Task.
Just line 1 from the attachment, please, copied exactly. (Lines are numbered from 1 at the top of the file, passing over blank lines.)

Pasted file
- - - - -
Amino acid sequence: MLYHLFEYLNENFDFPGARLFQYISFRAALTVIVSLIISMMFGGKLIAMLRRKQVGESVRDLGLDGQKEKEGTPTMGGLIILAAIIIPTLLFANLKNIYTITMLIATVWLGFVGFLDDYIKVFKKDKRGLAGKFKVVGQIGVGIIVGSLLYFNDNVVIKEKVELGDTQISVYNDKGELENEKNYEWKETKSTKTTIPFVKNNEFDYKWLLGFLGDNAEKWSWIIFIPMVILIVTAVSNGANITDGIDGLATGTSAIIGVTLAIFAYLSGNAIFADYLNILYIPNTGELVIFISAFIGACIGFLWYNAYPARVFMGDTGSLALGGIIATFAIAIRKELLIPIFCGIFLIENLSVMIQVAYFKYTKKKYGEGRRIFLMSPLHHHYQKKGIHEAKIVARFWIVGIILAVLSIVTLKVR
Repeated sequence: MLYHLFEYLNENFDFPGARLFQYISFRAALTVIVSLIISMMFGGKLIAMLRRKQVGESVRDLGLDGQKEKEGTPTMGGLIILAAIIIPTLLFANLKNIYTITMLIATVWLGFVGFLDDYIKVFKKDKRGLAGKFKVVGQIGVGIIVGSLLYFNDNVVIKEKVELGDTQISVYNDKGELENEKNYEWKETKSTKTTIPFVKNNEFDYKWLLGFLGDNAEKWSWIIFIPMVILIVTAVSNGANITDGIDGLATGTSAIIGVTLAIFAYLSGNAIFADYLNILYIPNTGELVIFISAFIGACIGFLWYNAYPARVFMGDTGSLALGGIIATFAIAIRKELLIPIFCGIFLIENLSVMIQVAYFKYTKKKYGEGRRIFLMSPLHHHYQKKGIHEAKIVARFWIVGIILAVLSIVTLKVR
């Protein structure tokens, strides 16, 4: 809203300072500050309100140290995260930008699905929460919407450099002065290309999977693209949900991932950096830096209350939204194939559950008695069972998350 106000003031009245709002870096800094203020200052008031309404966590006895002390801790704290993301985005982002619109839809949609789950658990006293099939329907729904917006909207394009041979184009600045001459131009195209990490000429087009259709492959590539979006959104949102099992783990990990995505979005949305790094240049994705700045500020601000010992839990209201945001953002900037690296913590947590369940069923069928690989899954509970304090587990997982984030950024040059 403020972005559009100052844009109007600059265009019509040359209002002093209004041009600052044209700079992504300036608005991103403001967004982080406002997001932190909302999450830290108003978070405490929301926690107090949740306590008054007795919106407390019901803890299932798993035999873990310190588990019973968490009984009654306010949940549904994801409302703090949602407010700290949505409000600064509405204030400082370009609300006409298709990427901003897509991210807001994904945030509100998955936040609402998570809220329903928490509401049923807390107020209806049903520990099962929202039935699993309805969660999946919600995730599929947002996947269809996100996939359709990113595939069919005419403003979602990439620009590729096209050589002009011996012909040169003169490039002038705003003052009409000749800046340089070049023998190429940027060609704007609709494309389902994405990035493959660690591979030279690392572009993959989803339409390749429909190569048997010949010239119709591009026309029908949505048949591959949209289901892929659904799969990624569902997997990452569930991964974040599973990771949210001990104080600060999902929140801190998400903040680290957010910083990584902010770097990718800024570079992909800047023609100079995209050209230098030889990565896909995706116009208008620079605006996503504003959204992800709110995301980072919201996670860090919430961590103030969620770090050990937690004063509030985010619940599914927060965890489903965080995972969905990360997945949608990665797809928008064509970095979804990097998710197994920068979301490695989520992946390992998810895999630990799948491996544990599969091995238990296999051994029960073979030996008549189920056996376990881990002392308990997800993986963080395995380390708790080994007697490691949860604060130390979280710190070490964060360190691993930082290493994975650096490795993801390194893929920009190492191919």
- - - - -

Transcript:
Amino acid sequence: MLYHLFEYLNENFDFPGARLFQYISFRAALTVIVSLIISMMFGGKLIAMLRRKQVGESVRDLGLDGQKEKEGTPTMGGLIILAAIIIPTLLFANLKNIYTITMLIATVWLGFVGFLDDYIKVFKKDKRGLAGKFKVVGQIGVGIIVGSLLYFNDNVVIKEKVELGDTQISVYNDKGELENEKNYEWKETKSTKTTIPFVKNNEFDYKWLLGFLGDNAEKWSWIIFIPMVILIVTAVSNGANITDGIDGLATGTSAIIGVTLAIFAYLSGNAIFADYLNILYIPNTGELVIFISAFIGACIGFLWYNAYPARVFMGDTGSLALGGIIATFAIAIRKELLIPIFCGIFLIENLSVMIQVAYFKYTKKKYGEGRRIFLMSPLHHHYQKKGIHEAKIVARFWIVGIILAVLSIVTLKVR